Lost Years and Death, 1805-1829

Details about George G. Ring after 1805 remain elusive. The Ely Ancestry claims he "died at the South."[4] Although George did not die in the South, this reference may provide a clue to where George went after he left the family. George's brother David A. Ring moved to Charleston, South Carolina between 1805 and 1807, so it is possible George also joined him there. If so, his name never appeared in city directories and other local publications.

The will of George Ring makes it clear that his son George G. Ring was still alienated from the family at the time of his father's death in 1818, but it is ambiguous on the question of whether the family had contact with him after 1805. Dated 28 March 1818, the will includes the following statement: "having heretofore done considerable for my eldest son, George G., I give him ten Dollars, being with what he has already received his share of all my estate." The will goes on to grant a substantial share of the estate to the two sons of George G. Ring and Elizabeth Ely, suggesting the boys may have been living under the care and protection of their grandfather at Rhinebeck.

George G. Ring eventually returned to Dutchess County, but it is not clear if he did so at an early date or sometime immediately prior to his death in 1829. Dutchess County probate records indicate that George was living at Pleasant Valley when he died on 1 November 1829. One month later, on 1 December 1829, his eldest son, "Moses Ring of Rhinebeck," was granted authority to administer the estate of "George Ring, late of said town of Pleasant Valley," who "lately died intestate, having whilst living and at the time of his death, Goods, Chattels or Credits within this state." In the original document, the home of George Ring was first written as "Rhinebeck," then crossed-out and replaced with "Pleasant Valley." George is buried in the family plot at the Evangelical Lutheran Church of St. Peter the Apostle (the Stone Church).[8][9]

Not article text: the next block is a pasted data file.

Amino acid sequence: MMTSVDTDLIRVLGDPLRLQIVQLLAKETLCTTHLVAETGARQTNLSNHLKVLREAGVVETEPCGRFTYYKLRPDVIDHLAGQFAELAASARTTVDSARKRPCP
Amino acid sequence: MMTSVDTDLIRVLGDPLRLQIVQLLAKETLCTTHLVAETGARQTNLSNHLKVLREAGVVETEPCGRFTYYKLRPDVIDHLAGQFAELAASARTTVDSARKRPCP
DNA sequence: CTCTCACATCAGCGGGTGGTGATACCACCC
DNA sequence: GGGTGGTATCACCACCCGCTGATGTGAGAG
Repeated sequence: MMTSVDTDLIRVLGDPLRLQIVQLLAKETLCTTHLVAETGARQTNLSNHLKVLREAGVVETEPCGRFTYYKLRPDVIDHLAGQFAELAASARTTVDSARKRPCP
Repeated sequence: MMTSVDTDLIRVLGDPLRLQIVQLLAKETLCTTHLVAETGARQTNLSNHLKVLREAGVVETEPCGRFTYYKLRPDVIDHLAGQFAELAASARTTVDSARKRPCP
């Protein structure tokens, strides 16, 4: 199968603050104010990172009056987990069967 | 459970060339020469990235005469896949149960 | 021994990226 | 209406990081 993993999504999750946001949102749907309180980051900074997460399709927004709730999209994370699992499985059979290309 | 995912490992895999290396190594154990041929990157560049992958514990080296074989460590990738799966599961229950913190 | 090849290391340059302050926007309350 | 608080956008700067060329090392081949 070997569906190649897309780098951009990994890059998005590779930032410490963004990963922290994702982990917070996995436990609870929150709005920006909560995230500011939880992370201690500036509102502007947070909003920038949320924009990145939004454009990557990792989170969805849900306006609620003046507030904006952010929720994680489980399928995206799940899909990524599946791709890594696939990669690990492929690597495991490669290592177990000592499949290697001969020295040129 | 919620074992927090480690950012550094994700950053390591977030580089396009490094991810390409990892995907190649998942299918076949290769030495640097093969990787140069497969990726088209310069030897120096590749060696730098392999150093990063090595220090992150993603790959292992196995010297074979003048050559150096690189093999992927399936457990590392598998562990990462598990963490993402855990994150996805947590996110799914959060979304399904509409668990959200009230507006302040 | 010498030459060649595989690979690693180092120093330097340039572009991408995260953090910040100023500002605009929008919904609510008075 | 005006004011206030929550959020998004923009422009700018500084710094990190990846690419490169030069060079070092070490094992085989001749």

Image Gallery
  1. 1.0 1.1 1.2 1.3 Kelly, Arthur C. M. Baptismal records of St. Peter's Lutheran Church, Rhinebeck, New York (called Stone Church), 1733-1899. (Rhinebeck, New York: Kelly, 1968).
  2. 2.0 2.1 Longworth’s American Almanac, New-York Register, and City Directory, 1798-1804.
  3. Records of Christ Lutheran Church, New York.
  4. 4.0 4.1 4.2 Beach, Moses S. (Moses Sperry); Sumner Ariel Ely; George Burritt Vanderpoel; and William Ely. The Ely Ancestry: Lineage of Richard Ely of Plymouth, England, Who Came to Boston, Mass., About 1655, & Settled at Lyme, Conn. in 1660. (New York: Calumet Press, 1902).
  5. 5.0 5.1 5.2 "John Watson," Seventh-Day Baptist Memorial 1, no. 4 (1852): 160.
  6. Private and Temporary Acts of the Forty-Third General Assembly of the State of New-Jersey, First Sitting (Trenton: Joseph Justice, 1819).
  7.   Dutchess County, New York, Will Book E, 405-7.
  8. 8.0 8.1 Dutchess County, New York, Probate Letters D, 239.
  9. 9.0 9.1 9.2 Kelly, Arthur C. M. Rhinebeck, New York, death records of the 18th and 19th centuries. (Kinship Books).
  10. Republican Watch-Tower (New York, N.Y.), Dec. 14, 1805, 1.

    By order of the hon. Maturin Livingston, esq Recorder of the City of New York : notice is hearby given to all the creditors of George Ring, junior, of the city of New-York, an insolvent debtor, to show cause, if any they have, before the said Recorder, at his chambers, in the city of New-York, on the fourteenth day of January next, at the hour of ten of the clock in the forenoon, why an assignment of the said involvent's estate should not be made and be discharged according to the directions of an act of the legislature of the state of New-York, entitled "an act for giving reflied in cases of insolvency," passed 3d April 1801. Dated 25th November, 1805. George Ring, junior, insolvent. Benjamin Hicks, and others, petitioning creditors. nov 27

  11. 11.0 11.1 New York Gazette (New York, N.Y.), Nov. 29, 1805, 2.
  12. American Citizen (New York, N.Y.), Dec. 3, 1805, 4.
  13. Centinel of Freedom (Newark, N.J.), Apr. 10, 1810, 3.
  14. Centinel of Freedom (Newak, N.J.), Apr. 17, 1810, 1.
  15. Centinel of Freedom (Newark, N.J.), Feb. 15, 1814, 4.
  16. Centinel of Freedom (Newark, N.J.), Feb. 21, 1815, 1.
  17. Centinel of Freedom (Newark, N.J.), Feb. 16, 1819, 3.

    Tuesday, Feb. 9--The bill to dissolve the marriage contract between George and Elizabeth Ring, passed 27 to 18

  18. Washington Whig (Bridgeton, N.J.), Feb. 17, 1819, 2.

    Thursday, February 4--The bill to dissolve the marriage contract between George and Elizabeth Ring, was read a second time, considered by section, and ordered to be engrossed.

  19.   Will of George Ring (1752 - 1818). (New York. Surrogate's Court (Dutchess County) , Wills, 1751-1903, Book E, 405-408.).
  20.   Find A Grave, George Ring.